Patent application title: PROTECTIVE ELEMENT FOR ELECTRONIC CIRCUITS
Ning Qu (Reutlingen, DE)
Ning Qu (Reutlingen, DE)
Alfred Goerlach (Kusterdingen, DE)
IPC8 Class: AH01L2947FI
Class name: Active solid-state devices (e.g., transistors, solid-state diodes) schottky barrier in integrated structure
Publication date: 2012-11-08
Patent application number: 20120280353
A protective element for electronics has at least one Schottky diode and
at least one Zener diode which are located between a power supply and the
electronics, the anode of the Schottky diode being connected to the power
supply and the cathode of the Schottky diode being connected to the
electronics, and the cathode and the anode of the Zener diode are
connected to ground. The Schottky diode is a trench MOS barrier junction
diode or trench MOS barrier Schottky (TMBS) diode or a trench junction
barrier Schottky (TJBS) diode and includes an integrated semiconductor
arrangement, which has at least one trench MOS barrier Schottky diode and
a p-doped substrate, which is used as the anode of the Zener diode.
11. A protective element for an electronic unit, comprising: at least one Schottky diode and at least one Zener diode located between a power supply and the electronics unit; wherein: the anode of the Schottky diode is connected to the power supply; the cathode of the Schottky diode is connected to the electronics unit; the cathode and the anode of the Zener diode are connected to ground; and the Schottky diode is one of a trench MOS barrier junction diode, trench MOS barrier Schottky diode, or a trench junction barrier Schottky diode.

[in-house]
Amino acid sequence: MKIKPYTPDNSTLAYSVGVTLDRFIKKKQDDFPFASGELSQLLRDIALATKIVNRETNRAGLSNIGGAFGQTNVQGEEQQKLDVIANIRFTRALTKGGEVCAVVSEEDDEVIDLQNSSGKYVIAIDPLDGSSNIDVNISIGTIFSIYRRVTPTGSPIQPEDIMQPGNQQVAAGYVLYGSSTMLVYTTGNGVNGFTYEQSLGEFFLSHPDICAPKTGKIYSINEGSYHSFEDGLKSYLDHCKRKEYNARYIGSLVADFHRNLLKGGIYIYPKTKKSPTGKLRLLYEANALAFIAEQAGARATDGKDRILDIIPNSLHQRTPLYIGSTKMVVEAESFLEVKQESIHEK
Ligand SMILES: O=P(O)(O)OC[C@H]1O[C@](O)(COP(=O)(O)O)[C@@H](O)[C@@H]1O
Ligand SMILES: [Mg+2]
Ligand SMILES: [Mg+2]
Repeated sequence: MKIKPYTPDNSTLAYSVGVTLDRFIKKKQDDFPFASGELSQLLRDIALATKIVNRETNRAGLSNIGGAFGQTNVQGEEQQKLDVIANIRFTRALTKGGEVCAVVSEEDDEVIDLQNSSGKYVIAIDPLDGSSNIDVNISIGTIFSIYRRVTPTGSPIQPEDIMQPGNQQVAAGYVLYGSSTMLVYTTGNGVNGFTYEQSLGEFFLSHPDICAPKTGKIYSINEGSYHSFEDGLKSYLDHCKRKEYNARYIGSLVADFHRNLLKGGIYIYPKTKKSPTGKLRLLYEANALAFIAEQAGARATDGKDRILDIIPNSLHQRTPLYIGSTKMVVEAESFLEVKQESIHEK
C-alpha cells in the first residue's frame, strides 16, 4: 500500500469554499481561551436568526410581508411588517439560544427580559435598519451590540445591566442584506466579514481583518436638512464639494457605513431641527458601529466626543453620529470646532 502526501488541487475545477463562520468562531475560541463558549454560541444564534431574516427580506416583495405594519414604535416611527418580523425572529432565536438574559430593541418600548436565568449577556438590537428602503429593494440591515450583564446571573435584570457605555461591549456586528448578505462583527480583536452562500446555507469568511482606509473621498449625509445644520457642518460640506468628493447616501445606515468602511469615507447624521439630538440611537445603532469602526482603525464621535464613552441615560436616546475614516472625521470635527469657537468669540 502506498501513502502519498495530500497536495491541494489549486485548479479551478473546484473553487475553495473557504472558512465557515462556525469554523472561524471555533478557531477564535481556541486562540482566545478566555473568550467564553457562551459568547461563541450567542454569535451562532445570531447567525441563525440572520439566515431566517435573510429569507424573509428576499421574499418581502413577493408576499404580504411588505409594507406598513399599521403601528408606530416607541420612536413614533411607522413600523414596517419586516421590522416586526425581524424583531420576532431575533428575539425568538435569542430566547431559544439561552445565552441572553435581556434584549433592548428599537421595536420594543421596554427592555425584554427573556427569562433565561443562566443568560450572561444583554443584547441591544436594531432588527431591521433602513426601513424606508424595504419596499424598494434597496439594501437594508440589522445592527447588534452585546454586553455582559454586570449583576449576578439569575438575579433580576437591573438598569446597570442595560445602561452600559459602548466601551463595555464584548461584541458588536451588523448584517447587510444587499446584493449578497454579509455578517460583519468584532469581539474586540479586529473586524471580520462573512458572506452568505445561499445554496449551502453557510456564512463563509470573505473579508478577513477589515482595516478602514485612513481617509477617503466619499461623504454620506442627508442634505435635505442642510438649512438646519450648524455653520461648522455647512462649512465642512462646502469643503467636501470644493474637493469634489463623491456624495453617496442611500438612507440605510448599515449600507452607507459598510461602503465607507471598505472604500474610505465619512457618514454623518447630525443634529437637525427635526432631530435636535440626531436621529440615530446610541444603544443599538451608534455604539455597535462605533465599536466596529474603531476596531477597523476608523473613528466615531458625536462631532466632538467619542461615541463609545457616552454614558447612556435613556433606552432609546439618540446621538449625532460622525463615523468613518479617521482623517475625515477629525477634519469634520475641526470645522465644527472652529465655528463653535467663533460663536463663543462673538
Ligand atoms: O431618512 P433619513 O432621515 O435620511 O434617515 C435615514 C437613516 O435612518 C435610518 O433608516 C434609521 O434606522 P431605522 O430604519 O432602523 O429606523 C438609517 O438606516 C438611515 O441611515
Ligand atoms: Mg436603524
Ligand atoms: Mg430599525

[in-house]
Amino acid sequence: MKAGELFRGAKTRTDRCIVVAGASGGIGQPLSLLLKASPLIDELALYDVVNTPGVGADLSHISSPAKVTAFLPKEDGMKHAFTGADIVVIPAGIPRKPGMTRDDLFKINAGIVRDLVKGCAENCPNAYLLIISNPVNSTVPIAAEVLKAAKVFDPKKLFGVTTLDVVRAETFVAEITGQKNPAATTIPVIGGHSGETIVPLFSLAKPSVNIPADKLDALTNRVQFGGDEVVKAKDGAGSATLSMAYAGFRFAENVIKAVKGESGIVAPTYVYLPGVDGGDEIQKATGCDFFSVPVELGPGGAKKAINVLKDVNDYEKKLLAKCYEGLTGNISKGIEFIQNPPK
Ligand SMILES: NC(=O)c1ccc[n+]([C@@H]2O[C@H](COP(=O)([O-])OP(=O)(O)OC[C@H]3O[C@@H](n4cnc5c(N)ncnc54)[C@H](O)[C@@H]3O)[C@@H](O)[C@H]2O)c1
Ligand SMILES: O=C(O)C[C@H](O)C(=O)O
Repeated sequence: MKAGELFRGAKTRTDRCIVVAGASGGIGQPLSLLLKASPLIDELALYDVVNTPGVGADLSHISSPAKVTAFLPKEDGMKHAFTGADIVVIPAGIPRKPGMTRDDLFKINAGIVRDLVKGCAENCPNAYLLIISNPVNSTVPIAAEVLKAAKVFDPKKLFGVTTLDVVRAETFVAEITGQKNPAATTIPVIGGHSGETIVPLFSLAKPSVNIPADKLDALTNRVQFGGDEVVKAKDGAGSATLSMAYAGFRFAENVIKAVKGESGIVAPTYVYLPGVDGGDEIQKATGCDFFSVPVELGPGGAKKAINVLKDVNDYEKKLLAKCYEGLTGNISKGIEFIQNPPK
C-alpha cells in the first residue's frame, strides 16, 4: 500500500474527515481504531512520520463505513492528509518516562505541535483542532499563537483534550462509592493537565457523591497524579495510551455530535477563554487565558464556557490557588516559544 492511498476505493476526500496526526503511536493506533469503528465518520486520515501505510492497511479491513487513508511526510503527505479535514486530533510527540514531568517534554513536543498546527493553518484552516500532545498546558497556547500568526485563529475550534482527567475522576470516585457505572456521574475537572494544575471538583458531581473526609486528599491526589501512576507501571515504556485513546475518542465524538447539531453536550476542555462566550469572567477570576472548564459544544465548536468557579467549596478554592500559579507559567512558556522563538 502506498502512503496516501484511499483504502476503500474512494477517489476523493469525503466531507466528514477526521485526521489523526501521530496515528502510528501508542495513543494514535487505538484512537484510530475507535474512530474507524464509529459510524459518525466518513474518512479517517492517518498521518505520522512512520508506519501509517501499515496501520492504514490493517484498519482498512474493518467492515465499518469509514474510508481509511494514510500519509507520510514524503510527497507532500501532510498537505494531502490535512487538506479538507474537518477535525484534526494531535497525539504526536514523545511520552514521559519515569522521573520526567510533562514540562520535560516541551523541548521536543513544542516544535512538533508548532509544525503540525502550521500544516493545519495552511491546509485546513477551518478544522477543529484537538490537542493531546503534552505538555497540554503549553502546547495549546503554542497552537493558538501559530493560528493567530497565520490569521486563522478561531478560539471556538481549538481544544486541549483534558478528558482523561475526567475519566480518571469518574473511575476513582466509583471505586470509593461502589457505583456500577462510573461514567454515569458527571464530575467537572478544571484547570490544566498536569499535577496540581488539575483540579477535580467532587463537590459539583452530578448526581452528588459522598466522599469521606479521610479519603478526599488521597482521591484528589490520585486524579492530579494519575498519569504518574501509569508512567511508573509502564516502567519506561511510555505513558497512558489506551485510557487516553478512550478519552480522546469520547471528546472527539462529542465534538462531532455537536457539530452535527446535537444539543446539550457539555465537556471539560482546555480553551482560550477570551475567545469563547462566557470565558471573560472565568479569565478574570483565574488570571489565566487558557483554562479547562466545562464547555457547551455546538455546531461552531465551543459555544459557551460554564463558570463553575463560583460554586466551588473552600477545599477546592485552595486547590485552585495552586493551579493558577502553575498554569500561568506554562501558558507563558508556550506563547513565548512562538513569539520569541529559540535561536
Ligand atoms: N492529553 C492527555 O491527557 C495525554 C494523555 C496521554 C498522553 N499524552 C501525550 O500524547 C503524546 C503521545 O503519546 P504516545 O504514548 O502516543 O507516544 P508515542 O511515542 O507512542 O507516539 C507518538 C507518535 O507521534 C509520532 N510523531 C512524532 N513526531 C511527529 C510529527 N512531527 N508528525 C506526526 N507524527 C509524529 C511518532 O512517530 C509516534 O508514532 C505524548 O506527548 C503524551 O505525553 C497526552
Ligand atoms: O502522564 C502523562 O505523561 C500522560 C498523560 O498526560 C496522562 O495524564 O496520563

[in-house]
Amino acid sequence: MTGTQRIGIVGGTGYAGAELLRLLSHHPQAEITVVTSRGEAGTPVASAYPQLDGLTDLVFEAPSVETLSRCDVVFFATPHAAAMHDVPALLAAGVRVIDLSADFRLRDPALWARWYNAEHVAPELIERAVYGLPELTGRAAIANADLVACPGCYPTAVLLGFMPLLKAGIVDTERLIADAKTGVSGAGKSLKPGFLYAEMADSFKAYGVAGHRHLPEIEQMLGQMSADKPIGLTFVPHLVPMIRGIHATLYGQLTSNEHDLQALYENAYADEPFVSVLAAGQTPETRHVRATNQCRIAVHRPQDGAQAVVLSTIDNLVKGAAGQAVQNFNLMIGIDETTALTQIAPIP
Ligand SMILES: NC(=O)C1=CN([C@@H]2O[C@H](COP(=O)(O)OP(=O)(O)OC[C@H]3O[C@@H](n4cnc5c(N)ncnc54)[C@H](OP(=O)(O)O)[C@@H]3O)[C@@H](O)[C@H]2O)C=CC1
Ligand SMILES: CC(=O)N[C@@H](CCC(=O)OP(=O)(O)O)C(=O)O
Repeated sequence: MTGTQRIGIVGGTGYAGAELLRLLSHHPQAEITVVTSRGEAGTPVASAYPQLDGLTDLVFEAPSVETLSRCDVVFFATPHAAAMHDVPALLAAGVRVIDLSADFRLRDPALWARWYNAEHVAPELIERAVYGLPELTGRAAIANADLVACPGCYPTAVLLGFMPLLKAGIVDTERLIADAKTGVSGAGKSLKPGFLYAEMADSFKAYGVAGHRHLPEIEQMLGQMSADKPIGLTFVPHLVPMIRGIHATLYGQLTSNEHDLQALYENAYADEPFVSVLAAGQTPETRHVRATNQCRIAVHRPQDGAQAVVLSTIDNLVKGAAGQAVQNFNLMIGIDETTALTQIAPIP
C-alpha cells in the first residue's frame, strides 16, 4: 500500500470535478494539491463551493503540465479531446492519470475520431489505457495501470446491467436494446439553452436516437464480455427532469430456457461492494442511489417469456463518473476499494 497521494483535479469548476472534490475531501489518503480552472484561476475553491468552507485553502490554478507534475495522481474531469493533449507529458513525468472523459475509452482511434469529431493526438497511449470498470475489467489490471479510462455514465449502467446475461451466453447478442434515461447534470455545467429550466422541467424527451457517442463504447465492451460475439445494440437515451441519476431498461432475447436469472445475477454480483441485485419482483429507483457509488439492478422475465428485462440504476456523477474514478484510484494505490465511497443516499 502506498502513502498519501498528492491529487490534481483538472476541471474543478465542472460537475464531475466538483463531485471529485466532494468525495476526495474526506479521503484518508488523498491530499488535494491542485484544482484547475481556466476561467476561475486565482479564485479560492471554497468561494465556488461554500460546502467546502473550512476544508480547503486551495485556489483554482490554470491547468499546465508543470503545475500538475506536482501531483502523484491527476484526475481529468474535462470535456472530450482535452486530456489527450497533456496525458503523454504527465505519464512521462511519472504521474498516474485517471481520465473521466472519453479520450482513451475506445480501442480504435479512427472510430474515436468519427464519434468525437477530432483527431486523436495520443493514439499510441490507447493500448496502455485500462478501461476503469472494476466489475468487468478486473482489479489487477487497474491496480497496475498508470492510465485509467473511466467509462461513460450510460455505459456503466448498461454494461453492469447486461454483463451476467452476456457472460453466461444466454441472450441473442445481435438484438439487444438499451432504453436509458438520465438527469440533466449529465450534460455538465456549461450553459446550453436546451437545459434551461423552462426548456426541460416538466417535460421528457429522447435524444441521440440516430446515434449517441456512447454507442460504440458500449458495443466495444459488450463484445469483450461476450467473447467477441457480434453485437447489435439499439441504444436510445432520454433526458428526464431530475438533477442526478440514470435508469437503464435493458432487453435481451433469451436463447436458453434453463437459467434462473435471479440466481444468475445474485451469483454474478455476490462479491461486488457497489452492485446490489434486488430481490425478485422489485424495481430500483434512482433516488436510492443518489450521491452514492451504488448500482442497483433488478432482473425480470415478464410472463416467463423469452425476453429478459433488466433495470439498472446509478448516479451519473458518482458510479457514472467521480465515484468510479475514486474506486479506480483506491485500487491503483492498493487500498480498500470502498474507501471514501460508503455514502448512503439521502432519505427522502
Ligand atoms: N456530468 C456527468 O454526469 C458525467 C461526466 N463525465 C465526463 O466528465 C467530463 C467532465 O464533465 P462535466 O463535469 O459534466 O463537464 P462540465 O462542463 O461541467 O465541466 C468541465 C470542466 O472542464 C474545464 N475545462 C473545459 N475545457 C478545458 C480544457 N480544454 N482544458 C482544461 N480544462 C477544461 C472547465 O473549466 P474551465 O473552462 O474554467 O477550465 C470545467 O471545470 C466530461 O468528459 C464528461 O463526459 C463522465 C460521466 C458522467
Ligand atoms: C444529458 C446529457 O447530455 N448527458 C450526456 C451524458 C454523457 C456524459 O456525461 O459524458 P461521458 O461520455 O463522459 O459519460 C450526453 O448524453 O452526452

12. The protective element as recited in claim 11, wherein the protective element has an integrated semiconductor system including at least one trench MOS barrier Schottky diode and a p-doped substrate, and wherein the p-doped substrate is the anode of the Zener diode.
13. The protective element as recited in claim 12, further comprising: a buried layer.
14. The protective element as recited in claim 11, wherein the protective element has a trench junction barrier Schottky diode and a p-doped substrate, and wherein the p-doped substrate is the anode of the Zener diode.
15. The protective element as recited in claim 12, wherein trenches are provided in the protective element.